Bob Meyenn Lectures
The School of Education at Charles Sturt University, Albury-Wodonga campus is committed to stimulating educational discussion in the border region. It does this through the education courses it offers and the research undertaken by staff.
In 2008 the Murray School of Education launched the Bob Meyenn Annual Education Lecture. Named after the eminent educator, Bob Meyenn, former Dean of the Faculty of Education at Charles Sturt University, the annual lecture brings to the border region highly esteemed thinkers and their provocative, practical and relevant ideas.
The 2013 lecture will be presented by Jane Caro on Tuesday, April 23, 2013 at CD Blake Lecture Theatre, Albury-Wodonga Campus, Charles Sturt University commencing at 7.00pm. Light refreshments will be served at 6.00pm and also following the lecture.
Jane Caro is, amongst many accomplishments, a social commentator, writer and lecturer. She is also known for her appearances on such shows as Q and A, Weekend Sunrise and The Gruen Transfer.
Jane will take us on a personal journey through her experiences as a student and then as a parent and now as an advocate for public education. How these experiences have formed her and her views about education as a whole and public education in particular. She will also look at public education through a marketing lens and suggest ways the system can fight back.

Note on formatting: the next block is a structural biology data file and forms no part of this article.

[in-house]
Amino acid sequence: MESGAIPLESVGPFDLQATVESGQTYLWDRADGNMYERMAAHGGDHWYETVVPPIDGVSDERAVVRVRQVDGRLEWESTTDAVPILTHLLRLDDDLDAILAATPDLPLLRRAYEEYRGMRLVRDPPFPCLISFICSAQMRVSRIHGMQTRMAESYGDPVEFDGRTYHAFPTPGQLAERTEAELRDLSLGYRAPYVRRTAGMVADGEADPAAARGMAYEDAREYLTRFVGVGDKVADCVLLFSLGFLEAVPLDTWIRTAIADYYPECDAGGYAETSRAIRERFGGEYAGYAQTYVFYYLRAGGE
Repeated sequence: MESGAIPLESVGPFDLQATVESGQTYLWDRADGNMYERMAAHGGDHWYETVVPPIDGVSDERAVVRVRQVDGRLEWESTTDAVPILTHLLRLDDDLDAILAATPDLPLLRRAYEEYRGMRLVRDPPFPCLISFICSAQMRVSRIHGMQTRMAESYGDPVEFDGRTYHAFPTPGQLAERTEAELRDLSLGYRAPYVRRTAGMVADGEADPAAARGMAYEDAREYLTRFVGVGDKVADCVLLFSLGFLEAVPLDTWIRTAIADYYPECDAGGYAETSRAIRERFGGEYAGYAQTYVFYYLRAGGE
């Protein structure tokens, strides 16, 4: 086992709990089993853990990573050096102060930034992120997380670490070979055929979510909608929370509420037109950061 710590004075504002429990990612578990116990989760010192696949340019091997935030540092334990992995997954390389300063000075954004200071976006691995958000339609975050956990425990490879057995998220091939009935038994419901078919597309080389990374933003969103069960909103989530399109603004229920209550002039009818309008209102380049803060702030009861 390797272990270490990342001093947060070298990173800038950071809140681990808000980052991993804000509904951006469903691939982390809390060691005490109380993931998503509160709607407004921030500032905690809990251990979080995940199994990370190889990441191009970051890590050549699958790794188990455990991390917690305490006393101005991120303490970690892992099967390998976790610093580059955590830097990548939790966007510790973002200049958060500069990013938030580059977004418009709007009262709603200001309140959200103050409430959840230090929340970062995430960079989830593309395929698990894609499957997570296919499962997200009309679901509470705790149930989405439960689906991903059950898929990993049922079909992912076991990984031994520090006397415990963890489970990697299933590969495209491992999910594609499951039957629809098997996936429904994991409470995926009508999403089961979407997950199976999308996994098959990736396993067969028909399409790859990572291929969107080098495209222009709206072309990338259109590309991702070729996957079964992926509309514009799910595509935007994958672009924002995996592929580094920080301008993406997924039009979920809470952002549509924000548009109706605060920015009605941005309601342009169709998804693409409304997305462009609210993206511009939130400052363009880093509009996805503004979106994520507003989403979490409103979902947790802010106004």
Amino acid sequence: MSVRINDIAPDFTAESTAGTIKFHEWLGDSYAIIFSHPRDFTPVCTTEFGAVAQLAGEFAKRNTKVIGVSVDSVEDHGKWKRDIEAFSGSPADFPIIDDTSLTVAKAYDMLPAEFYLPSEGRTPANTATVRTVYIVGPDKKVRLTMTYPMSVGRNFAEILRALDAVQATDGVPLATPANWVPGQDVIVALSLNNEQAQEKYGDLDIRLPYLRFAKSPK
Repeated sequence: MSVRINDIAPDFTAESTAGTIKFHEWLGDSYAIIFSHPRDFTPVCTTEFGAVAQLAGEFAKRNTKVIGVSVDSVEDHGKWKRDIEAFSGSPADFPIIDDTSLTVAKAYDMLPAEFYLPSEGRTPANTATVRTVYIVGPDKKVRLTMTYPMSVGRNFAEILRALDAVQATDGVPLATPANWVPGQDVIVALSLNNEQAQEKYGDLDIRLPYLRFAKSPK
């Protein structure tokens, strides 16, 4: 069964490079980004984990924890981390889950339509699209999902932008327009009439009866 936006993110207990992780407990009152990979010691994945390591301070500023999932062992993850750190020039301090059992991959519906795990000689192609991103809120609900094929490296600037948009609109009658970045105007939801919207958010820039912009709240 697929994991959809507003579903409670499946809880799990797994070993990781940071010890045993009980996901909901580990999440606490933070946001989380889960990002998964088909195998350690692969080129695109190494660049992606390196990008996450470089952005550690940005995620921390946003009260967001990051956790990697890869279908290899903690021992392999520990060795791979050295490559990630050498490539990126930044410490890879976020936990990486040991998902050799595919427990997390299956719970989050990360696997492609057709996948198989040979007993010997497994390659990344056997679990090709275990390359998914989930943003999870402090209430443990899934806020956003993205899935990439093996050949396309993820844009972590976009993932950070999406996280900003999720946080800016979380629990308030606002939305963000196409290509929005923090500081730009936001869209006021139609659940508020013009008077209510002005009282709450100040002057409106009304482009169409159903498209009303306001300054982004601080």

The 2012 Lecture was presented by Professor Stephen Kemmis of the School of Education.
“Contemporary schooling and the struggle for education”
Education, properly speaking, has a double purpose: it aims to promote the good for each person and the good for humankind. Put another way, it aims to help people to live well in a world worth living in. Although we ordinarily think of schooling as giving people an education, schools can be non-educational or even antieducational. The elaborate machinery of schooling – increasingly specified state and national curricula, teaching methods and standards, examinations and assessments – sometimes threatens to overwhelm the educational work of schools and teachers. Teachers nevertheless strive to find the ‘sweetness’ of educational encounters as they work to meet the increasingly elaborate demands of schooling. They know the ‘sweetness’ of those moments as the tennis player knows when she has found the ‘sweet spot’ in the tennis racquet. This lecture will explore ancient and contemporary understandings of the concept of ‘praxis’ that help to articulate what the educational ‘sweet spot’ is: ideas of praxis as morally committed action, or as ‘history-making action’. To tell a story about the struggle for praxis in education, we will take a journey from Roman Emperor Marcus Aurelius to Bob Meyenn.